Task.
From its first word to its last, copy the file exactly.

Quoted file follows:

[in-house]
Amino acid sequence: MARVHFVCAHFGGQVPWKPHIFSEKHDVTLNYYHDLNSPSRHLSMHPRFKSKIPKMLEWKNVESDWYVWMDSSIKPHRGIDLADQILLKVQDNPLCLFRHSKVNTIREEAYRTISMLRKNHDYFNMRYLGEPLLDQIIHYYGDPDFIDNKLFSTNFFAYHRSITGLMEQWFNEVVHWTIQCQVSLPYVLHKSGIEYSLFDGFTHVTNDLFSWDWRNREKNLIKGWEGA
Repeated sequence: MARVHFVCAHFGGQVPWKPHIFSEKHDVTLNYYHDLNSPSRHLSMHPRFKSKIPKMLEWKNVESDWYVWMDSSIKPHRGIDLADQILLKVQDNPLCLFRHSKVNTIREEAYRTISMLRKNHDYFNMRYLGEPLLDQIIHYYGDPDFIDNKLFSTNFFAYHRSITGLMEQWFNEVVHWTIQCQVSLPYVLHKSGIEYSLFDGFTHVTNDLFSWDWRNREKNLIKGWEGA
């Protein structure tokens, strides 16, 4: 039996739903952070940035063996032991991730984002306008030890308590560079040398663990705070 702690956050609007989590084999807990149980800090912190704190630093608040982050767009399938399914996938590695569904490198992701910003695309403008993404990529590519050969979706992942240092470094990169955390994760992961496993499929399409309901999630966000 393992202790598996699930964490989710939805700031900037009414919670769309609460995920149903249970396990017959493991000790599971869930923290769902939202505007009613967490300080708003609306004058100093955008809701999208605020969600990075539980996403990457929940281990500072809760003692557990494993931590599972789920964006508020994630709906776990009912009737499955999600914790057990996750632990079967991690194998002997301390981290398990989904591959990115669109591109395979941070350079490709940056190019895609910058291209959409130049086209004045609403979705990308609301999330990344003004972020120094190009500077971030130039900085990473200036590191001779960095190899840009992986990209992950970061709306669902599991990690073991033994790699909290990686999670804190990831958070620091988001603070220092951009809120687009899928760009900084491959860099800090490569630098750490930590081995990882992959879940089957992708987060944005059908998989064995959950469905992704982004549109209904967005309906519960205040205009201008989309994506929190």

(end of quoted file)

[in-house]
Amino acid sequence: MARVHFVCAHFGGQVPWKPHIFSEKHDVTLNYYHDLNSPSRHLSMHPRFKSKIPKMLEWKNVESDWYVWMDSSIKPHRGIDLADQILLKVQDNPLCLFRHSKVNTIREEAYRTISMLRKNHDYFNMRYLGEPLLDQIIHYYGDPDFIDNKLFSTNFFAYHRSITGLMEQWFNEVVHWTIQCQVSLPYVLHKSGIEYSLFDGFTHVTNDLFSWDWRNREKNLIKGWEGA
Repeated sequence: MARVHFVCAHFGGQVPWKPHIFSEKHDVTLNYYHDLNSPSRHLSMHPRFKSKIPKMLEWKNVESDWYVWMDSSIKPHRGIDLADQILLKVQDNPLCLFRHSKVNTIREEAYRTISMLRKNHDYFNMRYLGEPLLDQIIHYYGDPDFIDNKLFSTNFFAYHRSITGLMEQWFNEVVHWTIQCQVSLPYVLHKSGIEYSLFDGFTHVTNDLFSWDWRNREKNLIKGWEGA
């Protein structure tokens, strides 16, 4: 039996739903952070940035063996032991991730984002306008030890308590560079040398663990705070 702690956050609007989590084999807990149980800090912190704190630093608040982050767009399938399914996938590695569904490198992701910003695309403008993404990529590519050969979706992942240092470094990169955390994760992961496993499929399409309901999630966000 393992202790598996699930964490989710939805700031900037009414919670769309609460995920149903249970396990017959493991000790599971869930923290769902939202505007009613967490300080708003609306004058100093955008809701999208605020969600990075539980996403990457929940281990500072809760003692557990494993931590599972789920964006508020994630709906776990009912009737499955999600914790057990996750632990079967991690194998002997301390981290398990989904591959990115669109591109395979941070350079490709940056190019895609910058291209959409130049086209004045609403979705990308609301999330990344003004972020120094190009500077971030130039900085990473200036590191001779960095190899840009992986990209992950970061709306669902599991990690073991033994790699909290990686999670804190990831958070620091988001603070220092951009809120687009899928760009900084491959860099800090490569630098750490930590081995990882992959879940089957992708987060944005059908998989064995959950469905992704982004549109209904967005309906519960205040205009201008989309994506929190």